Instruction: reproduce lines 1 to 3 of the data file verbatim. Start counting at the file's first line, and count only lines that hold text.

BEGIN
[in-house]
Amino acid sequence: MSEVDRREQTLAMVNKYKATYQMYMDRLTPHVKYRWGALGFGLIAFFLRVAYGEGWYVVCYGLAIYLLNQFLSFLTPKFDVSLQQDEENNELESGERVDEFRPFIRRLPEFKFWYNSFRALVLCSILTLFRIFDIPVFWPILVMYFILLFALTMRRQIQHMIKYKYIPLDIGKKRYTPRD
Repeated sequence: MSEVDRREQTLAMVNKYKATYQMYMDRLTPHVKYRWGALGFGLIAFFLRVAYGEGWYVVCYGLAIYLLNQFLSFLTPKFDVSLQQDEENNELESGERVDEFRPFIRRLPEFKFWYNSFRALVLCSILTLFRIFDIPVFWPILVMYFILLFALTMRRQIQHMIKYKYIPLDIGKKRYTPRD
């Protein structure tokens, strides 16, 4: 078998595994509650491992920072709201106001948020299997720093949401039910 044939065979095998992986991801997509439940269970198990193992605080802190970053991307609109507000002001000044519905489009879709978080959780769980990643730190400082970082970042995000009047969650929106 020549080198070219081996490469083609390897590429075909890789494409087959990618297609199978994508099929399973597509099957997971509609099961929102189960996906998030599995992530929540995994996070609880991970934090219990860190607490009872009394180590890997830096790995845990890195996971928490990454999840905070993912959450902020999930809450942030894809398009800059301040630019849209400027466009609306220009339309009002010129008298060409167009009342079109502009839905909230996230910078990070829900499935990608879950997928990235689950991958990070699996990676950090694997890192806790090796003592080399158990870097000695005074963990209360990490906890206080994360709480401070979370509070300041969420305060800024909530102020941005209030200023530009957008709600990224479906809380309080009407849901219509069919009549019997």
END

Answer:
[in-house]
Amino acid sequence: MSEVDRREQTLAMVNKYKATYQMYMDRLTPHVKYRWGALGFGLIAFFLRVAYGEGWYVVCYGLAIYLLNQFLSFLTPKFDVSLQQDEENNELESGERVDEFRPFIRRLPEFKFWYNSFRALVLCSILTLFRIFDIPVFWPILVMYFILLFALTMRRQIQHMIKYKYIPLDIGKKRYTPRD
Repeated sequence: MSEVDRREQTLAMVNKYKATYQMYMDRLTPHVKYRWGALGFGLIAFFLRVAYGEGWYVVCYGLAIYLLNQFLSFLTPKFDVSLQQDEENNELESGERVDEFRPFIRRLPEFKFWYNSFRALVLCSILTLFRIFDIPVFWPILVMYFILLFALTMRRQIQHMIKYKYIPLDIGKKRYTPRD